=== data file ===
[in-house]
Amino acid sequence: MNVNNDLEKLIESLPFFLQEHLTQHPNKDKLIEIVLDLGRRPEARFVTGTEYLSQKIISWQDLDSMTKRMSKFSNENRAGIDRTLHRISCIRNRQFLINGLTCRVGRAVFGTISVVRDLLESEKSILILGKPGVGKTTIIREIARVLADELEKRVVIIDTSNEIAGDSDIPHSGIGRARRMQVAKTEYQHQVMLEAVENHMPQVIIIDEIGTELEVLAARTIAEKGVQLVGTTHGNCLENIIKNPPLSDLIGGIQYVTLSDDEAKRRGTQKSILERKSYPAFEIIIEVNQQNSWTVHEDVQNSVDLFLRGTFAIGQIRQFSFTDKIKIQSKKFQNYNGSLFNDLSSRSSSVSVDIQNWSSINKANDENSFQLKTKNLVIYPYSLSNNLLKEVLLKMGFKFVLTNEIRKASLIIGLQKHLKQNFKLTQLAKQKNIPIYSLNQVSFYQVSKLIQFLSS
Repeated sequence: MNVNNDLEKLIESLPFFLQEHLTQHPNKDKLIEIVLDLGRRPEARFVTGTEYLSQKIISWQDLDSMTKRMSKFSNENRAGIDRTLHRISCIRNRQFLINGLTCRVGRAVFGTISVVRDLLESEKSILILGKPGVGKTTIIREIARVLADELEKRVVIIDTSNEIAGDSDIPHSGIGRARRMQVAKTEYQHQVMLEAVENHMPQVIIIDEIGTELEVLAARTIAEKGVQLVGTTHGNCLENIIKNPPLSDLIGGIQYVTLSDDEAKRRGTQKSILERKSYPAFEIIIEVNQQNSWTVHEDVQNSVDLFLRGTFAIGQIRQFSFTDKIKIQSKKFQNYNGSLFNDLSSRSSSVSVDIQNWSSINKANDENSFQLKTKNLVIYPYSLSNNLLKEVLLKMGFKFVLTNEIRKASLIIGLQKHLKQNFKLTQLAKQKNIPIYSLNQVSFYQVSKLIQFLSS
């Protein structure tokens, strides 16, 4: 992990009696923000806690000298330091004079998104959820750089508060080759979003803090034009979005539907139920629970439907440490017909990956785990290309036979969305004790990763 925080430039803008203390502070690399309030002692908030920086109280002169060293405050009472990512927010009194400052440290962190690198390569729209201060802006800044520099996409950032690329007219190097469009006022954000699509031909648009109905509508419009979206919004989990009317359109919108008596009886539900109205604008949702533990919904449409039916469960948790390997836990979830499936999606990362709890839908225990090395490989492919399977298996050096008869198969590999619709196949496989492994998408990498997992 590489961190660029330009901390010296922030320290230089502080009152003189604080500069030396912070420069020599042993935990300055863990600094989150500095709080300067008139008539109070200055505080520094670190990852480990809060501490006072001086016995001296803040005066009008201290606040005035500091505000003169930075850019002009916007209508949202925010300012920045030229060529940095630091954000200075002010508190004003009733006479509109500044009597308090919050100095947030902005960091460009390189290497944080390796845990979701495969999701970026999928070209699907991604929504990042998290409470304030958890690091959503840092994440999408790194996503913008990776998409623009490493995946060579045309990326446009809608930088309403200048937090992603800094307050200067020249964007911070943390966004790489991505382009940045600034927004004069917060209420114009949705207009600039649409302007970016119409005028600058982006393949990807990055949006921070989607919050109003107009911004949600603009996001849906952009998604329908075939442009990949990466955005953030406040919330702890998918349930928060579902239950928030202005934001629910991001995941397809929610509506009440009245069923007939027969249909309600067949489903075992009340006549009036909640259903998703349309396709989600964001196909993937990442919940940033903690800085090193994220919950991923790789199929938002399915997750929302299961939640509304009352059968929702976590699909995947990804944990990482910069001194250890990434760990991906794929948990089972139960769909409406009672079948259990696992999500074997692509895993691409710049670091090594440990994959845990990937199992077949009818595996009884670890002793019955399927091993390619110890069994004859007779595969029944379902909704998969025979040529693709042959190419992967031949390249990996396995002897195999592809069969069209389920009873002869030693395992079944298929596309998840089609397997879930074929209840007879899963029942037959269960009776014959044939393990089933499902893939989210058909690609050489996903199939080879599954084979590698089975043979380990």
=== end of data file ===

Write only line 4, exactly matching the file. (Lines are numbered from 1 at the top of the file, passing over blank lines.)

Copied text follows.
């Protein structure tokens, strides 16, 4: 992990009696923000806690000298330091004079998104959820750089508060080759979003803090034009979005539907139920629970439907440490017909990956785990290309036979969305004790990763 925080430039803008203390502070690399309030002692908030920086109280002169060293405050009472990512927010009194400052440290962190690198390569729209201060802006800044520099996409950032690329007219190097469009006022954000699509031909648009109905509508419009979206919004989990009317359109919108008596009886539900109205604008949702533990919904449409039916469960948790390997836990979830499936999606990362709890839908225990090395490989492919399977298996050096008869198969590999619709196949496989492994998408990498997992 590489961190660029330009901390010296922030320290230089502080009152003189604080500069030396912070420069020599042993935990300055863990600094989150500095709080300067008139008539109070200055505080520094670190990852480990809060501490006072001086016995001296803040005066009008201290606040005035500091505000003169930075850019002009916007209508949202925010300012920045030229060529940095630091954000200075002010508190004003009733006479509109500044009597308090919050100095947030902005960091460009390189290497944080390796845990979701495969999701970026999928070209699907991604929504990042998290409470304030958890690091959503840092994440999408790194996503913008990776998409623009490493995946060579045309990326446009809608930088309403200048937090992603800094307050200067020249964007911070943390966004790489991505382009940045600034927004004069917060209420114009949705207009600039649409302007970016119409005028600058982006393949990807990055949006921070989607919050109003107009911004949600603009996001849906952009998604329908075939442009990949990466955005953030406040919330702890998918349930928060579902239950928030202005934001629910991001995941397809929610509506009440009245069923007939027969249909309600067949489903075992009340006549009036909640259903998703349309396709989600964001196909993937990442919940940033903690800085090193994220919950991923790789199929938002399915997750929302299961939640509304009352059968929702976590699909995947990804944990990482910069001194250890990434760990991906794929948990089972139960769909409406009672079948259990696992999500074997692509895993691409710049670091090594440990994959845990990937199992077949009818595996009884670890002793019955399927091993390619110890069994004859007779595969029944379902909704998969025979040529693709042959190419992967031949390249990996396995002897195999592809069969069209389920009873002869030693395992079944298929596309998840089609397997879930074929209840007879899963029942037959269960009776014959044939393990089933499902893939989210058909690609050489996903199939080879599954084979590698089975043979380990």